If there’s one place a world-changing idealist traditionally wouldn’t have been caught dead, it’s a bank.
But clearly, times have changed. A wave of tech-centric “neo-banks” have popped up in recent years, usually promising a smoother customer experience marked by lower fees and branch-less, online-oriented services. And some have sought to go even further—differentiating themselves from the competition via a focus on on socially and environmentally conscious values, investments and product offerings.
So perhaps it’s not surprising that Jessica Jackley, the co-founder of microfinance startup Kiva and a bit of a rock star in the sustainable investing world, has looked to a neo-bank with a conscientious bend for her next move. Jackley has joined Marina del Rey, Calif.-based Aspiration as the company’s new chief impact officer, Fortune has learned.
Aspiration, which launched in 2015, helps its roughly 1 million customers align their spending with their social values via tools such as its Aspiration Impact Measurement (AIM) app, which provides users with a personal sustainability score based on where they choose to shop and spend (the more sustainable your shopping habits, the higher your score).
“I was really drawn to [Aspiration’s] mission and the potential of carrying it out on as large a scale as possible,” Jackley told Fortune. “I think where and how and on what we spend our money matters, and I’m excited about the options we’re giving people to actively make better decisions and encourage spending that is more sustainable.”
Among Aspiration’s differentiators: customers can receive bonus cash-back rewards for spending at socially-conscious businesses, and can choose to invest their money in vehicles like Aspiration’s Redwood Fund—a fossil fuel-free fund that targets companies with environmentally sustainable practices. Aspiration also donates 10% of its earnings to charitable causes.
So far, these efforts seem to have won the startup some fairly notable fans. Last month, Aspiration announced that it had recruited actor and environmental activist Leonardo DiCaprio as an investor, with DiCaprio also joining the company’s board of advisors.
Aspiration created the role of chief impact officer specifically for Jackley, who described it as “the first full-time job that I’ve taken since [founding] Kiva at an organization that I didn’t help start.” Jackley noted that she “wasn’t looking” for such a gig—opting instead to spend more time with her husband, the author and religious scholar Reza Aslan, and their three young children at their home in Los Angeles.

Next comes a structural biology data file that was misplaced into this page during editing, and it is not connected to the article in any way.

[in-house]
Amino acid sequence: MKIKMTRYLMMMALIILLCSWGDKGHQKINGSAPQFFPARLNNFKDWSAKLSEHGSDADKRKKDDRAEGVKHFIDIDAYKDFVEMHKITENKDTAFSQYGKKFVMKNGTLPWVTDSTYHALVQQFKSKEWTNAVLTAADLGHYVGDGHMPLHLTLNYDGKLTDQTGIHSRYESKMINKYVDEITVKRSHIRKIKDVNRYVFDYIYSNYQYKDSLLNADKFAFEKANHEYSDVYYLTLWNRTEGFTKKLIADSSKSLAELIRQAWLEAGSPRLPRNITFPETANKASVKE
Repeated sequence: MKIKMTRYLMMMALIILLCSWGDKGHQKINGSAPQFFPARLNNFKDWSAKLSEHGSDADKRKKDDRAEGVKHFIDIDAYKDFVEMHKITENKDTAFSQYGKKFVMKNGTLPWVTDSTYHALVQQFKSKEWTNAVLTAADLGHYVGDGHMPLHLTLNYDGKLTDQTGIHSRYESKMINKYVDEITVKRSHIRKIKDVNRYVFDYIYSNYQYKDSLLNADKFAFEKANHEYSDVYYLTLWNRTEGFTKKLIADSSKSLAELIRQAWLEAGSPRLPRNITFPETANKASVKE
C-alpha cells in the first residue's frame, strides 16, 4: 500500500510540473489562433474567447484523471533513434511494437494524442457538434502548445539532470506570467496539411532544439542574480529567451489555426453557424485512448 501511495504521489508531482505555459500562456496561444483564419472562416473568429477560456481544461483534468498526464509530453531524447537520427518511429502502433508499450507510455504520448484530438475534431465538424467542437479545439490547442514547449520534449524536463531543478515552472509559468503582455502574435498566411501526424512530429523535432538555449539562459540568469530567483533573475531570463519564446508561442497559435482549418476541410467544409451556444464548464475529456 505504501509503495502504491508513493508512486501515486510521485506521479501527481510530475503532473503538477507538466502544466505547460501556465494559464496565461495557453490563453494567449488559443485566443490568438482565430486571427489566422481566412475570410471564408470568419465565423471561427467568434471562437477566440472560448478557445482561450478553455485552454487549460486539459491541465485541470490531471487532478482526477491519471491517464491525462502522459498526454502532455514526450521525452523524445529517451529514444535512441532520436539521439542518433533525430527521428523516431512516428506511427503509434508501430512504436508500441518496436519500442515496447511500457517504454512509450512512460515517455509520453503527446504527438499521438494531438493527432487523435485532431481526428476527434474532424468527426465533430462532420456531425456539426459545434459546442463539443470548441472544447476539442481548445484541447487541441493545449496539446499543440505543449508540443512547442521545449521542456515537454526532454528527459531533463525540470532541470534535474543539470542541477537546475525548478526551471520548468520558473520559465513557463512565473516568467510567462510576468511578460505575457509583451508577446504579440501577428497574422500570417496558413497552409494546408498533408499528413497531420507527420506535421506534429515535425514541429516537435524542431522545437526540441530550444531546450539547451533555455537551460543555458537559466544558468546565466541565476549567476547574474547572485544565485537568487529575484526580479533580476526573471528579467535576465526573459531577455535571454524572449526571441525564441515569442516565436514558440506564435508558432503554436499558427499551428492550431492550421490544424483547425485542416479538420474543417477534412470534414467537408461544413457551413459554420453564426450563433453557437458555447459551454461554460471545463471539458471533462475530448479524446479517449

But the opportunity to join Aspiration came as a result of a friendship that she struck up in recent years with Aspiration co-founder and CEO Andrei Cherny, who reached out to Jackley after the 2015 publication of her book, Clay Water Brick. Eventually, the two had a conversation about what a role at Aspiration would entail.
Cherny described Jackley as “a trailblazer” whose work at Kiva and other ventures “reframed the conversation around how a financial institution could be a force for lifting people up and changing lives for the better.” With that idea being “the hallmark of what we’re about at Aspiration,” he said Jackley was a logical fit for the role.
“The work that she’s doing is in many ways the most important work at the whole company, because it’s why people are drawn to opening an Aspiration account in the first place,” Cherny told Fortune. “It’s important that we have a leader of her caliber to guide that work on a daily basis.”
Likewise, Jackley described Aspiration as a venture in line with the values of “financial inclusion, empowerment and social justice” that have guided her own career to date. The nonprofit Kiva launched in 2005 with the idea of crowdfunding loans for financially underserved entrepreneurs around the world; to date, Kiva has funded nearly $1.3 billion in loans for more than 3 million borrowers in 80 countries around the world, according to its website.
“I’m not somebody who grew up wanting to be an entrepreneur, or who thought banking was the most interesting thing in the world,” she said. Instead, her work in the realm of finance has been driven by the belief that “money can actually be used for good—it’s a uniquely powerful tool that can nourish beautiful ideas and help people grow to their full potential.”
Those kinds of values may sound quaint in the traditionally ruthless, dog-eat-dog financial services world, but they’ve gained a foothold in recent years—with even the largest financial institutions now reckoning with the increased influence of environmental, social and governance (ESG) criteria in choosing how they allocate and invest their customers’ deposits.
“I look at it this way: the companies that are asking and answering questions about long-term sustainability will win,” according to Jackley. “It’s the correct thing to do, it’s the smart thing to do, and it’s the ethical thing to do.” While noting that it’s “better late than never” that major corporations are now embracing such values, Jackley isn’t heaping praise on business leaders who have come around and taken a stand on something that’s “very obvious” to many. “It’s not like we should stand up and have a slow clap for the banks that are realizing that sustainability matters,” she said.
“I’m not interested in doing business the same way and having a feel-good program or two on the side, or doing something for the sake of optics,” she said. “I’m here because I want to help disrupt this industry.”